Readers hoping to buy Valmont Industries, Inc. (NYSE:VMI) for its dividend will need to make their move shortly, as the stock is about to trade ex-dividend. This means that investors who purchase shares on or after the 26th of September will not receive the dividend, which will be paid on the 15th of October.
Valmont Industries's next dividend payment will be US$0.4 per share, on the back of last year when the company paid a total of US$1.5 to shareholders. Looking at the last 12 months of distributions, Valmont Industries has a trailing yield of approximately 1.1% on its current stock price of $137.25. Dividends are an important source of income to many shareholders, but the health of the business is crucial to maintaining those dividends. So we need to investigate whether Valmont Industries can afford its dividend, and if the dividend could grow.
Dividends are typically paid from company earnings. If a company pays more in dividends than it earned in profit, then the dividend could be unsustainable. Fortunately Valmont Industries's payout ratio is modest, at just 33% of profit. Yet cash flows are even more important than profits for assessing a dividend, so we need to see if the company generated enough cash to pay its distribution. Thankfully its dividend payments took up just 27% of the free cash flow it generated, which is a comfortable payout ratio.
It's encouraging to see that the dividend is covered by both profit and cash flow. This generally suggests the dividend is sustainable, as long as earnings don't drop precipitously.
Have Earnings And Dividends Been Growing?
When earnings decline, dividend companies become much harder to analyse and own safely. If earnings fall far enough, the company could be forced to cut its dividend. Readers will understand then, why we're concerned to see Valmont Industries's earnings per share have dropped 15% a year over the past five years. Ultimately, when earnings per share decline, the size of the pie from which dividends can be paid, shrinks.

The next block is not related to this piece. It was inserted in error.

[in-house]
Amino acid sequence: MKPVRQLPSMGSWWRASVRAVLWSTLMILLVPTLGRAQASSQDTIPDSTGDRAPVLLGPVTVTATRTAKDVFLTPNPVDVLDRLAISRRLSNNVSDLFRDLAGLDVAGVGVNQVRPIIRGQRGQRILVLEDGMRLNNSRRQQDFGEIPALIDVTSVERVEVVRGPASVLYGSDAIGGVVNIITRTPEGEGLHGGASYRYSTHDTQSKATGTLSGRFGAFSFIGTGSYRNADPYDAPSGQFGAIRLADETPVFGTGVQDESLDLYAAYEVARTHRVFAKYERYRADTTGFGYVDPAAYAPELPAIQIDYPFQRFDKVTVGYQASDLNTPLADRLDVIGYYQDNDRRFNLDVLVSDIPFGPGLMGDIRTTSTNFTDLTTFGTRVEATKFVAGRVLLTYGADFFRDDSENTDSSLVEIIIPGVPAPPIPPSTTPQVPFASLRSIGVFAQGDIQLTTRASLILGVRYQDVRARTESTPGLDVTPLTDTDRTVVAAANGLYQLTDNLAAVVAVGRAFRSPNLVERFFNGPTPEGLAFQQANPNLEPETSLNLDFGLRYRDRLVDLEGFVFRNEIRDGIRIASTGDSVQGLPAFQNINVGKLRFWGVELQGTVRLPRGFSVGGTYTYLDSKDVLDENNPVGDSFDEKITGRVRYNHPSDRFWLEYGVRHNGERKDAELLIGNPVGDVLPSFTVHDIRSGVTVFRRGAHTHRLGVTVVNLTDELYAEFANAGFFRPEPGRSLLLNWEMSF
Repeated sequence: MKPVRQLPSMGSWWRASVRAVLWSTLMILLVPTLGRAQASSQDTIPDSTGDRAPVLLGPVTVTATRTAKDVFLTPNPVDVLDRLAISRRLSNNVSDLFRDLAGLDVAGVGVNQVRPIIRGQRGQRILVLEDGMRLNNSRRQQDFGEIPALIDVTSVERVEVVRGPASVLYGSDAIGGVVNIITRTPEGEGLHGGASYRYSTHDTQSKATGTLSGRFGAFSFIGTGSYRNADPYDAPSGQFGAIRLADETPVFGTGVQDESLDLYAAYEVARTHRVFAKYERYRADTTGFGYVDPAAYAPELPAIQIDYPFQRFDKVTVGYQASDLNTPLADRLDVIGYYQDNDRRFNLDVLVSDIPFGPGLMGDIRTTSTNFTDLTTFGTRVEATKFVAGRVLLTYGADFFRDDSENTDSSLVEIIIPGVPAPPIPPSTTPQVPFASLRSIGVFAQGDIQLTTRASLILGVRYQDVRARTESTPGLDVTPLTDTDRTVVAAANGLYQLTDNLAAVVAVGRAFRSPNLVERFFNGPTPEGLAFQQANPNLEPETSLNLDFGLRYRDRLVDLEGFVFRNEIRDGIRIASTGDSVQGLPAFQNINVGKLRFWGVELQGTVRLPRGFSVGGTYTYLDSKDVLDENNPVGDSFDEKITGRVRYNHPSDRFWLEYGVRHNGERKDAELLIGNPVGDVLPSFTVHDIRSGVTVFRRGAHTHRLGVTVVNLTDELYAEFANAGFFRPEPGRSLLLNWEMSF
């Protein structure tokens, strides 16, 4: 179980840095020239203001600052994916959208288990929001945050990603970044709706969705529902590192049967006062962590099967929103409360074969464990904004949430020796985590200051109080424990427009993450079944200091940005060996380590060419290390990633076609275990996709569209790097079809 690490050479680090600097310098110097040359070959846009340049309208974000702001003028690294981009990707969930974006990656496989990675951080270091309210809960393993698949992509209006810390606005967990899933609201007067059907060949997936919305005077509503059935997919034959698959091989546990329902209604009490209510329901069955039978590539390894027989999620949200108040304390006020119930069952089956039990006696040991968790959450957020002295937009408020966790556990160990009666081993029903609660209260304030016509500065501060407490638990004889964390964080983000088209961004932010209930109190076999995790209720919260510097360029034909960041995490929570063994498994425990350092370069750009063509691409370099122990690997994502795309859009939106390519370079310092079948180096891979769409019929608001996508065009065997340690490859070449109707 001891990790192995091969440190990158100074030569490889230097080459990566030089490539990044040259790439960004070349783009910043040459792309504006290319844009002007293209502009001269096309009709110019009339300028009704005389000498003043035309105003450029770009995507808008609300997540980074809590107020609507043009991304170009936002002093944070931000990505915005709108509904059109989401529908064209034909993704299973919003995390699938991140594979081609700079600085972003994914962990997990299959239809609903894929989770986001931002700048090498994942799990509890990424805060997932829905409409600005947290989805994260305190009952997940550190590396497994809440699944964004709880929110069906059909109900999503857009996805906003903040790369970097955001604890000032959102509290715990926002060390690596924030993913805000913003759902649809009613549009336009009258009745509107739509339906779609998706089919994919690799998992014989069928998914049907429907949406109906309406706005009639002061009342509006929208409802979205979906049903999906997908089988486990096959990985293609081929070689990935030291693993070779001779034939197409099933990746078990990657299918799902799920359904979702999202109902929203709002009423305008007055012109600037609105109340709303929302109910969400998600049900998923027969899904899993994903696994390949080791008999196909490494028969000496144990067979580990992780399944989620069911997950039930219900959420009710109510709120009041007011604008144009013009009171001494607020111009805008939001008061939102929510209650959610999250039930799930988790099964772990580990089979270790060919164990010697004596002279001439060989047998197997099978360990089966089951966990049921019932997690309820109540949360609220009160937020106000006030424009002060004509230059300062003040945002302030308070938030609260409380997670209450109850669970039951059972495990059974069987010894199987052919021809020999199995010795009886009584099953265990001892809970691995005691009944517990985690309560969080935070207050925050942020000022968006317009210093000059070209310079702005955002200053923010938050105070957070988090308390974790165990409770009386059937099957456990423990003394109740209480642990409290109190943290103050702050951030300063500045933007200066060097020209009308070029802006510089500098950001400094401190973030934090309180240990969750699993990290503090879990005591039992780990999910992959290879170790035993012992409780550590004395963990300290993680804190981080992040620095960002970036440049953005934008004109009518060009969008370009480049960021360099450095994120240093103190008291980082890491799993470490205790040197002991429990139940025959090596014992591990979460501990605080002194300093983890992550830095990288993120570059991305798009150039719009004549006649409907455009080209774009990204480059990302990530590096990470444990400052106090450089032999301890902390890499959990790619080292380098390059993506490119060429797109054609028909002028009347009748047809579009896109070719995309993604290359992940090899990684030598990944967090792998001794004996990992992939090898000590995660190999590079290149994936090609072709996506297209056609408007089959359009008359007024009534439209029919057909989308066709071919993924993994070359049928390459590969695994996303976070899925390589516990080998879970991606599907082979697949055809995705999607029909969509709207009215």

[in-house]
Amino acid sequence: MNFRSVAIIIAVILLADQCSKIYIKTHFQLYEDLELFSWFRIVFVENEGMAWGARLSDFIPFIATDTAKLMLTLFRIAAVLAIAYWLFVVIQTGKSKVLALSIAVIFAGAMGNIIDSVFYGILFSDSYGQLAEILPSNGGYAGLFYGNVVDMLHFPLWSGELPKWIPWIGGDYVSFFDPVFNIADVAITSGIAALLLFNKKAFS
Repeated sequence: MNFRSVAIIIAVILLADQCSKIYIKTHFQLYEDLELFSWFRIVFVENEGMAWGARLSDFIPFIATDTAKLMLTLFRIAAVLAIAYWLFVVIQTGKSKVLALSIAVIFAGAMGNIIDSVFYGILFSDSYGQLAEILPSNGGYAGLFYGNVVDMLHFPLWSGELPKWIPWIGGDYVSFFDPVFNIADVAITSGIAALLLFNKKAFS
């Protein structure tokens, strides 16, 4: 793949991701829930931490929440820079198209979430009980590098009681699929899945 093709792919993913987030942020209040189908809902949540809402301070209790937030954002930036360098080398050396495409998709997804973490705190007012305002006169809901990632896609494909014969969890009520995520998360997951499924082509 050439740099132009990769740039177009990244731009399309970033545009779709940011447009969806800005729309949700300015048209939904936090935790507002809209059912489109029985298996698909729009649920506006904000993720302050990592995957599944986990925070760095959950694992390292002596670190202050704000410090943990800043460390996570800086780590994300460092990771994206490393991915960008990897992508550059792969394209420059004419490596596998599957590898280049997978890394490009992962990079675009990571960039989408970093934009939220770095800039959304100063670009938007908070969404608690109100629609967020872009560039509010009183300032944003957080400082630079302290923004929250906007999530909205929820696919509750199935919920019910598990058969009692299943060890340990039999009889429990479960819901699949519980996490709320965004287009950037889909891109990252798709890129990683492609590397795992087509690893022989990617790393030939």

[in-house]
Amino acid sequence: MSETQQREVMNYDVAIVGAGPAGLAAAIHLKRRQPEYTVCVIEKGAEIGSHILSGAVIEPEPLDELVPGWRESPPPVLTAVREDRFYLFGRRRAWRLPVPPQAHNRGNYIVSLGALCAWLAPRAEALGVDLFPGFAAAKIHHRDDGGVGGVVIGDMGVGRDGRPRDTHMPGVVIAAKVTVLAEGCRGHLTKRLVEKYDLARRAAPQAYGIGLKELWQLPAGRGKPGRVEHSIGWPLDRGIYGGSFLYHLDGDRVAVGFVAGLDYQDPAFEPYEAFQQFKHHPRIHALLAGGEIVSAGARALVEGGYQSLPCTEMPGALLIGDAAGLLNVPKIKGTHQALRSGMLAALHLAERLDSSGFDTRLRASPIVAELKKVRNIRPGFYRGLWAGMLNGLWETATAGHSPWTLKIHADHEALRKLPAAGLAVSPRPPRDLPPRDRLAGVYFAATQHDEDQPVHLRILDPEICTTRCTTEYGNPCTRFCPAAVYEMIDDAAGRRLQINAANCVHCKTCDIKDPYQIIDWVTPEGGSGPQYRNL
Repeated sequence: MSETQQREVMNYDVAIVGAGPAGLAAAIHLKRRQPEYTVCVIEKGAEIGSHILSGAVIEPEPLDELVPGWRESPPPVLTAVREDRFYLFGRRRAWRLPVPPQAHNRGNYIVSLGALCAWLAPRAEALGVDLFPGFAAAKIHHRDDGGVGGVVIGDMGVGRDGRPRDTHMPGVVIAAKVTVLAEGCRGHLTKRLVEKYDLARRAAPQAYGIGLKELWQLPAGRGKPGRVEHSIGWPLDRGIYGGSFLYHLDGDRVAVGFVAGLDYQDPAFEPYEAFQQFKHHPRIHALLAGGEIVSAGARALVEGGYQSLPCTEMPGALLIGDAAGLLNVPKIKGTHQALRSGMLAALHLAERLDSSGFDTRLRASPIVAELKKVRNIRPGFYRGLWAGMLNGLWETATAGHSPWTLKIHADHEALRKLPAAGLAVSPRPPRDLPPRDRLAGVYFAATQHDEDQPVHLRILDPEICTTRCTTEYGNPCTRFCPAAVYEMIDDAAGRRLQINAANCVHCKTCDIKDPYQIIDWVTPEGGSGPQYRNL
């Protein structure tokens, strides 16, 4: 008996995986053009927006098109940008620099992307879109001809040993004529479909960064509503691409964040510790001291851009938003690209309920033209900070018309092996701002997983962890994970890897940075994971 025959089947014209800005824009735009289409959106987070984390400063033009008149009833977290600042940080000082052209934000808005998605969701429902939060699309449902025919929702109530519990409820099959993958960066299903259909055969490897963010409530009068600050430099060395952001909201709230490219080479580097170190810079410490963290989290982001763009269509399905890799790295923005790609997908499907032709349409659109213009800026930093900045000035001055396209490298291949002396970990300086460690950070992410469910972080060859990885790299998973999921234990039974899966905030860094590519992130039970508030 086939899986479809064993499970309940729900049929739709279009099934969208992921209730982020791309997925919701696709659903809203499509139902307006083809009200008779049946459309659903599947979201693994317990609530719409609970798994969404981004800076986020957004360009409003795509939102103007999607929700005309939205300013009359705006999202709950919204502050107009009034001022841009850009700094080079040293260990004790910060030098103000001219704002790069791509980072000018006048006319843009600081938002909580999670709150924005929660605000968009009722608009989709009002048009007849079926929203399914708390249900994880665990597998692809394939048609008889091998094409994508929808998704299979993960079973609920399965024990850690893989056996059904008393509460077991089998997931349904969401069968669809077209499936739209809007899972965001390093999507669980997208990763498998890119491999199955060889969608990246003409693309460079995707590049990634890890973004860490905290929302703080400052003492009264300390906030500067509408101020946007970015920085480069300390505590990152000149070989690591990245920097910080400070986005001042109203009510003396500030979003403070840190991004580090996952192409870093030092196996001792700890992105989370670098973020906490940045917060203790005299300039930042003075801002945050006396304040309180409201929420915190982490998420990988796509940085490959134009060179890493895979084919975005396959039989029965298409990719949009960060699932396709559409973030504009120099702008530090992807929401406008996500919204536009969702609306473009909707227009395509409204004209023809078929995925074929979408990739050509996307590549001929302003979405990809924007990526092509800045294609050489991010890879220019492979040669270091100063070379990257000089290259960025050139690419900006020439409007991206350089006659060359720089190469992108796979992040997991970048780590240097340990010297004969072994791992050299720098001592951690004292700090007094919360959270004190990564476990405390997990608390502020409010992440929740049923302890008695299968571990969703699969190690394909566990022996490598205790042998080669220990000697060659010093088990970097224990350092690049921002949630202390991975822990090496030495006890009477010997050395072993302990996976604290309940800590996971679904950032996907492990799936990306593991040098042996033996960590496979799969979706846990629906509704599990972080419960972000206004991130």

The main way most investors will assess a company's dividend prospects is by checking the historical rate of dividend growth. Valmont Industries has delivered an average of 11% per year annual increase in its dividend, based on the past ten years of dividend payments.
The Bottom Line
From a dividend perspective, should investors buy or avoid Valmont Industries? Valmont Industries has comfortably low cash and profit payout ratios, which may mean the dividend is sustainable even in the face of a sharp decline in earnings per share. Still, we consider declining earnings to be a warning sign. All things considered, we are not particularly enthused about Valmont Industries from a dividend perspective.
Ever wonder what the future holds for Valmont Industries? See what the six analysts we track are forecasting, with this visualisation of its historical and future estimated earnings and cash flow
If you're in the market for dividend stocks, we recommend checking our list of top dividend stocks with a greater than 2% yield and an upcoming dividend.
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If you spot an error that warrants correction, please contact the editor at email@example.com. This article by Simply Wall St is general in nature. It does not constitute a recommendation to buy or sell any stock, and does not take account of your objectives, or your financial situation. Simply Wall St has no position in the stocks mentioned. Thank you for reading.